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George Diepenbrock
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Professor studies social causes behind world's intentional communities

Thu, 02/13/2014

LAWRENCE — San Diego’s Heaven’s Gate. Jonestown's Peoples Temple. Southern California's Manson Family. 

Accused of brainwashing and causing tragedy, groups such as these have colored the public's view of spiritually driven communal living or cults. This negative stereotyping has followed even peaceful groups for centuries, often branding them as reviled, religious offshoots or fringe groups based on some practice – most likely communal living — that puts them at odds with the mainstream. Group members are seen as withdrawn from everyday life, and the term “cult” itself is loaded with negativity.

However, a University of Kansas researcher who has studied religious and spiritual “intentional communities” says the world can learn a lot from these types of groups just by getting beyond stigmas in place. Usually leaders and members have key social causes at the heart of their mission. 

“People in these positions happen to be highly devoted to what they are doing. They are not idiots,” said Tim Miller, KU professor of religious studies. “They’re seeking to break down stereotypes that are harmful, and they’re not nearly as sinister as a lot of people make it out to be.”

He edited the anthology “Spiritual and Visionary Communities: Out to Save the World,” which is the first volume in the Ashgate Inform Series on Minority Religions and Spiritual Movements.  Scholars and even some communal residents themselves provide insight into different present-day communities around the world. The series was unveiled at the Inform Anniversary Conference, which was Jan. 31-Feb. 2 at the London School of Economics and Political Science.

Miller says there are examples of intentional communities today that reflect an idealistic vision and are focused on the improvement of society, such as environmental practices or social attitudes. For example, Tamera is a peace research village in southern Portugal with self-sufficiency, sustainability and sound environmental practices at its heart. The Camphill villages around the world seek to create communities to help integrate people with significant cognitive disabilities and allowing them to function at a high level.

“They have not just withdrawn out of pure negativity,” Miller said. “It’s more about saying we can really show the world a better way to do things. We’re going to show you a different way to live, which is a theme you find in communities over and over: ‘The norm is not good. We can show you something better.’”

Intentional communities are diverse and are typically based on religious convictions or secular commitment to a vision of a better society. However, in the public mind they are often lumped into one category, typically due to a negative news event associated with some fringe group in the past, Miller said.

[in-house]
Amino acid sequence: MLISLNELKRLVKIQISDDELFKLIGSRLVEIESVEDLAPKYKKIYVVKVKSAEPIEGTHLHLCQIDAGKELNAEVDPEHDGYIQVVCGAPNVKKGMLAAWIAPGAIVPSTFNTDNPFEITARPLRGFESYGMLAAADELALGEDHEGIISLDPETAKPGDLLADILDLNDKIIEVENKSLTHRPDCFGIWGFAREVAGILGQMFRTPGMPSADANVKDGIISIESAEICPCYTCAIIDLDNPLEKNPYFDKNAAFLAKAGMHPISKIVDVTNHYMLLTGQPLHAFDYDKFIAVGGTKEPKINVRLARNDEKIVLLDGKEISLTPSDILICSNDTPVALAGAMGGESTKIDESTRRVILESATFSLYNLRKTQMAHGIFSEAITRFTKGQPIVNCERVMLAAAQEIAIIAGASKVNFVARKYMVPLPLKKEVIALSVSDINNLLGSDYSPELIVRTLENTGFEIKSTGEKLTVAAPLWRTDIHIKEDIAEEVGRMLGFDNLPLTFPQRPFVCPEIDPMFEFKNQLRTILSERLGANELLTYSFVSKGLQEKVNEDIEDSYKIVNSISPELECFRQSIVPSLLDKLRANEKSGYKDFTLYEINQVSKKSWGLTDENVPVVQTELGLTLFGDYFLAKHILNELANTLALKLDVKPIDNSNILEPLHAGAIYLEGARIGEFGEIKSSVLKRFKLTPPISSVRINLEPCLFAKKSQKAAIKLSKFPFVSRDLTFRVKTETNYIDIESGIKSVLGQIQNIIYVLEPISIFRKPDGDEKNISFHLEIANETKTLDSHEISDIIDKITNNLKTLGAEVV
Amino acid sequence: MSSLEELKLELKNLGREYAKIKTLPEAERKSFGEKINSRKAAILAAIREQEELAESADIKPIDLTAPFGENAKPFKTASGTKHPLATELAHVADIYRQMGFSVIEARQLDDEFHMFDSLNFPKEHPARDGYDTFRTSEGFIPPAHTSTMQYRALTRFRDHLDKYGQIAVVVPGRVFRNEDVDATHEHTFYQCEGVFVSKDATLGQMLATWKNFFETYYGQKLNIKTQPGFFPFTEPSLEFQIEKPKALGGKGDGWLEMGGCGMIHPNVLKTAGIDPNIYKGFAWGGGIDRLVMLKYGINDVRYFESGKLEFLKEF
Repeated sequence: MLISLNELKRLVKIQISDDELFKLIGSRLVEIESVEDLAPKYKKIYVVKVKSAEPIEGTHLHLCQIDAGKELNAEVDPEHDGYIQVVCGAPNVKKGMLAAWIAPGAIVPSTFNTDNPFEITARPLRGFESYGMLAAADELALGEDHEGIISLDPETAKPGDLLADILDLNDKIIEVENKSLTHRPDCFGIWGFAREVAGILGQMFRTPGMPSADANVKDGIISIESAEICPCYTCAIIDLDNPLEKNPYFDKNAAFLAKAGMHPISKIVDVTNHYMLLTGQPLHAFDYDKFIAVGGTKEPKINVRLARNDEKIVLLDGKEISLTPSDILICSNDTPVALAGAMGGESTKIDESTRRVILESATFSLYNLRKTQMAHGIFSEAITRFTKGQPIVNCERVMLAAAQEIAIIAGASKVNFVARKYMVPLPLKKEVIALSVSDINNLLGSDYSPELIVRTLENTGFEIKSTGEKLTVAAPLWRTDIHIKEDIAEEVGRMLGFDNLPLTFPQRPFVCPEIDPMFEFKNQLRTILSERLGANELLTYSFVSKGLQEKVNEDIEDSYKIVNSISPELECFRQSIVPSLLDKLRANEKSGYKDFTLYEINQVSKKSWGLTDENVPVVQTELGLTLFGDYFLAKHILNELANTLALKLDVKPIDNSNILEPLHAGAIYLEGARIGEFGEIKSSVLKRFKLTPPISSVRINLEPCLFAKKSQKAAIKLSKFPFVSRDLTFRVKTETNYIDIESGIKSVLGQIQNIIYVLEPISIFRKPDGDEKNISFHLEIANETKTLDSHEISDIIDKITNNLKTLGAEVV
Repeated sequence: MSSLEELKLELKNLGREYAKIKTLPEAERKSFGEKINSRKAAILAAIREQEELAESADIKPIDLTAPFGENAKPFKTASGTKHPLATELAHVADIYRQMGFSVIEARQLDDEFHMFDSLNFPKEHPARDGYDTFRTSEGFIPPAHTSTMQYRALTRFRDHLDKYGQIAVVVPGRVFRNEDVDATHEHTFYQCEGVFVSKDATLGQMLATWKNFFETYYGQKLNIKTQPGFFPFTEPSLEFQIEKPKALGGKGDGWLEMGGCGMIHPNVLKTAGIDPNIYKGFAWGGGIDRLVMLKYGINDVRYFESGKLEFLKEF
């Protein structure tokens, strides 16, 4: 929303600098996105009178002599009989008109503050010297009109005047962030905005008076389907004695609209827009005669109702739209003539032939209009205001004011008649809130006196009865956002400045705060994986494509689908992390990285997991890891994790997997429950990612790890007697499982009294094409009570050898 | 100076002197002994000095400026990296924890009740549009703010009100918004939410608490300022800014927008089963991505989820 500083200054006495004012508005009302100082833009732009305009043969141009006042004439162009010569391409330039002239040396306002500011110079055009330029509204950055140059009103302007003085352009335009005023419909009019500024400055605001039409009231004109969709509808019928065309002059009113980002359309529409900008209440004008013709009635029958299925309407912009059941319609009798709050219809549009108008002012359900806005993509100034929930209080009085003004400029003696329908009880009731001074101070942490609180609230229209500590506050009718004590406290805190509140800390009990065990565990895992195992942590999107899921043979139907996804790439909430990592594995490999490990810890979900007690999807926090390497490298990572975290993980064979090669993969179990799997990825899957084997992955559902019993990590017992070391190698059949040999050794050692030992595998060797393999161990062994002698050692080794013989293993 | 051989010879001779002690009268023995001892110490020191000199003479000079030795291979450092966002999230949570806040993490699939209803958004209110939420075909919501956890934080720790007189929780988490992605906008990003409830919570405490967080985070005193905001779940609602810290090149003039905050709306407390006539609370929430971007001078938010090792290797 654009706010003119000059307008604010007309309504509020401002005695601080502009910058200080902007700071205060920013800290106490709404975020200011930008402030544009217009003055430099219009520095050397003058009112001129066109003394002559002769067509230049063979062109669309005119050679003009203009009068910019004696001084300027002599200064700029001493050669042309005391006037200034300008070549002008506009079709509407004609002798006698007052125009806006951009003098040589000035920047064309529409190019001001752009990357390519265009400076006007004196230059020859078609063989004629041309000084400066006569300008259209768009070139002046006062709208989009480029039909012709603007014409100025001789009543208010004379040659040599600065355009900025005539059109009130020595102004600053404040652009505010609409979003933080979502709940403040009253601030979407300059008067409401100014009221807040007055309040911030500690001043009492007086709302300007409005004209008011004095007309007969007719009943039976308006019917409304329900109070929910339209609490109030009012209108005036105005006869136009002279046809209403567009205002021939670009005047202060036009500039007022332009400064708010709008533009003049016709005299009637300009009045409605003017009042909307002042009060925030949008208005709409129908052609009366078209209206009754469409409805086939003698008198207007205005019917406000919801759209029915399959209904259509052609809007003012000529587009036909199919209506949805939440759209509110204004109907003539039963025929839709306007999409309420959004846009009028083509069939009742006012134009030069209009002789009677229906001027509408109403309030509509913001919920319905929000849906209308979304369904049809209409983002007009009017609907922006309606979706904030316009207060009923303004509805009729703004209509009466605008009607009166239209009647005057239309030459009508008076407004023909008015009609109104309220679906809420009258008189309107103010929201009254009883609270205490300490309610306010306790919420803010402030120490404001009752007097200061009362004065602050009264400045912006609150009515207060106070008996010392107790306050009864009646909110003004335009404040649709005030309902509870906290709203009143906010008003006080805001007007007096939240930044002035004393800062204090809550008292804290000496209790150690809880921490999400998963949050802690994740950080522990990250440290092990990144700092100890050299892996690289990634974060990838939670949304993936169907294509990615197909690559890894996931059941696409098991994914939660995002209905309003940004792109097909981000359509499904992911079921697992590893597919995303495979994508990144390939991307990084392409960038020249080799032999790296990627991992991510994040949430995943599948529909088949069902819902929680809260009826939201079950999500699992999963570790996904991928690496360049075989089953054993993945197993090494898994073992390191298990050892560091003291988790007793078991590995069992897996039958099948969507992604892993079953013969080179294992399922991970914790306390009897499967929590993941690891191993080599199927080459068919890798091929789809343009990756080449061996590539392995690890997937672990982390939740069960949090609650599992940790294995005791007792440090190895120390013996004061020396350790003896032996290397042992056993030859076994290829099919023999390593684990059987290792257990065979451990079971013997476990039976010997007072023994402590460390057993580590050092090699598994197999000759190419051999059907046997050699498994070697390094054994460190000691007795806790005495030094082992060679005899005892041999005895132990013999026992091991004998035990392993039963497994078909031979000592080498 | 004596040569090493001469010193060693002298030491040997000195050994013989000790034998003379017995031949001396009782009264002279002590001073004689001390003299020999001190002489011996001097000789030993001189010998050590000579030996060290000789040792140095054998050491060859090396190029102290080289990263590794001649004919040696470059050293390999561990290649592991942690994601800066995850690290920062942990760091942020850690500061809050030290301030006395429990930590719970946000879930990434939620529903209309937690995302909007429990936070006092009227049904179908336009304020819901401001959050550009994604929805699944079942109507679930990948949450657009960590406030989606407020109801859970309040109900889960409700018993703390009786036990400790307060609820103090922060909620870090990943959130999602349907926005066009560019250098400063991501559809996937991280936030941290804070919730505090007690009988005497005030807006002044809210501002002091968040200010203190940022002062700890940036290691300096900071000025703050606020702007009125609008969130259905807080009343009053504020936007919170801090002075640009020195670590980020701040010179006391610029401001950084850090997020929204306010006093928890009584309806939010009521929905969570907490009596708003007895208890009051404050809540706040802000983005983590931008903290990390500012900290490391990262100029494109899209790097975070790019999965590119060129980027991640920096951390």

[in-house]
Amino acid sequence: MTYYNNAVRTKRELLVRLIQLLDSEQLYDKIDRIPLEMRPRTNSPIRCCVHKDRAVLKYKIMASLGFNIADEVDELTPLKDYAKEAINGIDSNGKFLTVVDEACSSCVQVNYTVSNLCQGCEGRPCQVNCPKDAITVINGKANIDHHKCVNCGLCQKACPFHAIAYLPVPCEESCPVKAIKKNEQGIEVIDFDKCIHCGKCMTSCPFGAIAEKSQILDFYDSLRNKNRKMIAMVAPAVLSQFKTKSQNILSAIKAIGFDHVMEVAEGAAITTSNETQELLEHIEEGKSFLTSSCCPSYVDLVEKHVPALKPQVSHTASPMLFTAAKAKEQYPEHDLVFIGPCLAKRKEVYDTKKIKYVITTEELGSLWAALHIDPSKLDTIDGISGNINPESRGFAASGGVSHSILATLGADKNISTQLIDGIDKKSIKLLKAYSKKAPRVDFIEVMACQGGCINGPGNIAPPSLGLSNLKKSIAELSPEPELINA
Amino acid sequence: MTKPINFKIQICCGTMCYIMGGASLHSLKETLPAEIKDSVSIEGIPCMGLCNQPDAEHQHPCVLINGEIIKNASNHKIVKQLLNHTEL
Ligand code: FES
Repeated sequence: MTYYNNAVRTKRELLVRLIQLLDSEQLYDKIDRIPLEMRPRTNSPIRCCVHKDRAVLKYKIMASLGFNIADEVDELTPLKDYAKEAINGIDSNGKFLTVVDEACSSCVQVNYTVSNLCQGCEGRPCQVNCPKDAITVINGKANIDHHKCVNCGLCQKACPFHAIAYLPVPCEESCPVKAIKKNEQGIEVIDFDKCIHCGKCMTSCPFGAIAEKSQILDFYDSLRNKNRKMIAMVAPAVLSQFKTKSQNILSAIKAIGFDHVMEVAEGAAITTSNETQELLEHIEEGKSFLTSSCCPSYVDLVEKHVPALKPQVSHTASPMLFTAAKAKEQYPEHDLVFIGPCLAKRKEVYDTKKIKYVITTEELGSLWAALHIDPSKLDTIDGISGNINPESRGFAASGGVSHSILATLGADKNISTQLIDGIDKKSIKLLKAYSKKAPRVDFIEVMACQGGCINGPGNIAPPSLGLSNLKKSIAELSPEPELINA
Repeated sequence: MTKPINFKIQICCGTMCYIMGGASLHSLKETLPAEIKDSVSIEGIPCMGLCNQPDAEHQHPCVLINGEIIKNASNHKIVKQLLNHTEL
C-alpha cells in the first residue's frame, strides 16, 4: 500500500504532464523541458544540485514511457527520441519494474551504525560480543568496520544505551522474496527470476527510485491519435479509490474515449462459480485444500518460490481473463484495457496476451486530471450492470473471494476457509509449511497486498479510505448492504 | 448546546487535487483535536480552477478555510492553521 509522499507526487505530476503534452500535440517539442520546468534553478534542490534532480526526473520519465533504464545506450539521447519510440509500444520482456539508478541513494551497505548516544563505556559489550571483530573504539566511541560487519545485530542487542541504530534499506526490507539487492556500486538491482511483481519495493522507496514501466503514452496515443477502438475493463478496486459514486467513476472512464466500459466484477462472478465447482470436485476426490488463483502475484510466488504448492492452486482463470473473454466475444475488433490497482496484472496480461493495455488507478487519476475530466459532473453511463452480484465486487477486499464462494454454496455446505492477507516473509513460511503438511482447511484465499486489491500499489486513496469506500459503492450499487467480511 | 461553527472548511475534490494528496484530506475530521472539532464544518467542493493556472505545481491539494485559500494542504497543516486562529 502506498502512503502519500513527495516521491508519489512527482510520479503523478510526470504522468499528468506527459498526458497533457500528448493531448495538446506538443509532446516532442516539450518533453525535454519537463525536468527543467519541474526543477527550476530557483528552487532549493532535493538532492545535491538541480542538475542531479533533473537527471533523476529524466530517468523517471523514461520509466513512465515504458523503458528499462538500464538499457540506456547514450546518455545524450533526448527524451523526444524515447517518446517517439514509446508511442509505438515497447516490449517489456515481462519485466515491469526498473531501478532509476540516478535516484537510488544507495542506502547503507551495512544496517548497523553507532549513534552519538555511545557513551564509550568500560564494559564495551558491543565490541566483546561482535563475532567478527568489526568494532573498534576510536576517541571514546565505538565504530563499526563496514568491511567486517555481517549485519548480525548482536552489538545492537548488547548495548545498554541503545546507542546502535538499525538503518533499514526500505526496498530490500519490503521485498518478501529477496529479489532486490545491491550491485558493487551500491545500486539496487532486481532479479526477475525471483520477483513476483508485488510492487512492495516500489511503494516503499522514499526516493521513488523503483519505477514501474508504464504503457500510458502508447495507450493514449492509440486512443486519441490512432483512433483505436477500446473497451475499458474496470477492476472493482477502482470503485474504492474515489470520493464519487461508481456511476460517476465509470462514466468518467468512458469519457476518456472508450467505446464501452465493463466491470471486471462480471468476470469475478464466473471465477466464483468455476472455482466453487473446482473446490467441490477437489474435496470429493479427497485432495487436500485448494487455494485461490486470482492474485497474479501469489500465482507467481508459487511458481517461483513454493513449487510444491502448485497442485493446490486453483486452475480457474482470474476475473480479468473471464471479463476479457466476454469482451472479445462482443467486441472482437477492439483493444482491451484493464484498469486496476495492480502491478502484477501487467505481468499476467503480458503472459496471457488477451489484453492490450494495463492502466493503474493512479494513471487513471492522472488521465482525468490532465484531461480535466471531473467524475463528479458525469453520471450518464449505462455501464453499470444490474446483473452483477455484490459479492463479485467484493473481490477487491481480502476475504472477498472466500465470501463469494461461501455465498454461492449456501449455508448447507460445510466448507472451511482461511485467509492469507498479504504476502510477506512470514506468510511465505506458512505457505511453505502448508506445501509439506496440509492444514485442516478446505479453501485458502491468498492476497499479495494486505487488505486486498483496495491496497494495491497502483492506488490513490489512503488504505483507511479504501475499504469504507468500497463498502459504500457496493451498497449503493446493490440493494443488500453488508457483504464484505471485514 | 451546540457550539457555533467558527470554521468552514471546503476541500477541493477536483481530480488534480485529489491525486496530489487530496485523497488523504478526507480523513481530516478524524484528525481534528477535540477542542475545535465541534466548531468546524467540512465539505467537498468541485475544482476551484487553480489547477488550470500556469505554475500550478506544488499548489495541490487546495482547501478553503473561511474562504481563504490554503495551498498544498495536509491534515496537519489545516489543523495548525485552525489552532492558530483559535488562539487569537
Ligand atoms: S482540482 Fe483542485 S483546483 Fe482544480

Throughout history, new religious and spiritual movements have popped up all over the world, and there are examples of groups thought to be on the fringes initially — such as Quakers — that evolved over time and became established as mainstream religions. In some cases, entities within well-known religious groups also practice communal living, as in the cases of Catholic monasteries and Buddhist sanghas.

For newer groups, overcoming one basic stereotype does seem to be their main, common challenge, Miller said.

“People by and large are scared of things that are different,” he said. “Someone who is different is inherently suspicious. It’s unfortunate because there’s nothing inherently dangerous about being different.”



Matt Menzenski, a graduate student in Slavic languages & literatures, took this photo during President Obama’s speech at KU Thursday. Menzenski says he was struck by how relaxed the president was in his delivery. He missed a chance to hear former President Bill Clinton speak in his hometown in 2004, but finally got to see a sitting president this week at KU. “The opportunity to hear the president speak is just one of many great opportunities I've had at KU. So many interesting talks and events happen here all the time. I try to attend at least one a week-- it's never hard to find something interesting to go to.” Tags: University of Kansas College of Liberal Arts and Sciences KU School of Languages, Literatures & Cultures KU Dept of Slavic Languages - Friends & Alumni Barack Obama The White House #exploreKU #POTUSatKU

#RockChalk to Dana Adkins-Heljeson of @KSgeology , recipient of the Outstanding Support Staff Recognition Award. http://t.co/PbwFlzZD8W
Explore KU: The Bells of Mount Oread KU’s Campanile, a 120-foot-tall timepiece that tolls automatically on the hour and quarter-hour, not only sounded in the 2015 New Year at midnight with 12 mighty gongs, but also regularly rings up memories for many Jayhawks – the 277 faculty and students who gave their lives during World War II, the graduates who walk through its doors at commencement, and aspiring students who have strolled through the Lawrence campus. (See http://bit.ly/1xjjwJj). For nearly 60 years, KU’s 53-bell carillon has been tolling the sounds of peace and serenity across Mount Oread since it was installed in June 1955 inside the landmark World War II Memorial Campanile, which was dedicated in 1951. (See http://bit.ly/1BoL9jv) The carillon is also a four-octave musical instrument, which is played with a giant keyboard and foot pedals. University Carillonneur Elizabeth Egber-Berghout (http://bit.ly/14fiBPl), associate professor of carillon and organ, climbs 77 steps up a spiral staircase in the bell tower to perform recitals several times a month.


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